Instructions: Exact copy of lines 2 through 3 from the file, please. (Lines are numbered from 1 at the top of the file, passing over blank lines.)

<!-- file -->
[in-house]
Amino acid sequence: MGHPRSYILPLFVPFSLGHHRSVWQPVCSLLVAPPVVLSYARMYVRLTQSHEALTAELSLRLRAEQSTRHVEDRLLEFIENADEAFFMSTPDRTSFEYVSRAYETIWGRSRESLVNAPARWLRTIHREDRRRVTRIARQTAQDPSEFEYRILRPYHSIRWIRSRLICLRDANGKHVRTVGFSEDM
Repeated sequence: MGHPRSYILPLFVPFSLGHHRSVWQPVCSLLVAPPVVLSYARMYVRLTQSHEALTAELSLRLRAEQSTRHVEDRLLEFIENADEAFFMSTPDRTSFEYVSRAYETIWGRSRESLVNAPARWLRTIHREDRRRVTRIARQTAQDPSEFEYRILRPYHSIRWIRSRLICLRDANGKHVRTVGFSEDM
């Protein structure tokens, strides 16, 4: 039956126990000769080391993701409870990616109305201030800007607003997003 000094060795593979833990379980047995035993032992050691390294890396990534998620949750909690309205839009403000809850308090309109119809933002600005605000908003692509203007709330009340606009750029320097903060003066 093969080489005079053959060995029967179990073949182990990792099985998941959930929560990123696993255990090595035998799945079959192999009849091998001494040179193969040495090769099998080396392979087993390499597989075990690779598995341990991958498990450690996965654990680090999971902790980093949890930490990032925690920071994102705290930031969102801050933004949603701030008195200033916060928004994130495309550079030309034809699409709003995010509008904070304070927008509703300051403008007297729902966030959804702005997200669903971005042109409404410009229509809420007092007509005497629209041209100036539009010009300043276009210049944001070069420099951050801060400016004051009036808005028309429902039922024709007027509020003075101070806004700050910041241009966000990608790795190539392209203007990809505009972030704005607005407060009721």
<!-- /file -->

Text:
Amino acid sequence: MGHPRSYILPLFVPFSLGHHRSVWQPVCSLLVAPPVVLSYARMYVRLTQSHEALTAELSLRLRAEQSTRHVEDRLLEFIENADEAFFMSTPDRTSFEYVSRAYETIWGRSRESLVNAPARWLRTIHREDRRRVTRIARQTAQDPSEFEYRILRPYHSIRWIRSRLICLRDANGKHVRTVGFSEDM
Repeated sequence: MGHPRSYILPLFVPFSLGHHRSVWQPVCSLLVAPPVVLSYARMYVRLTQSHEALTAELSLRLRAEQSTRHVEDRLLEFIENADEAFFMSTPDRTSFEYVSRAYETIWGRSRESLVNAPARWLRTIHREDRRRVTRIARQTAQDPSEFEYRILRPYHSIRWIRSRLICLRDANGKHVRTVGFSEDM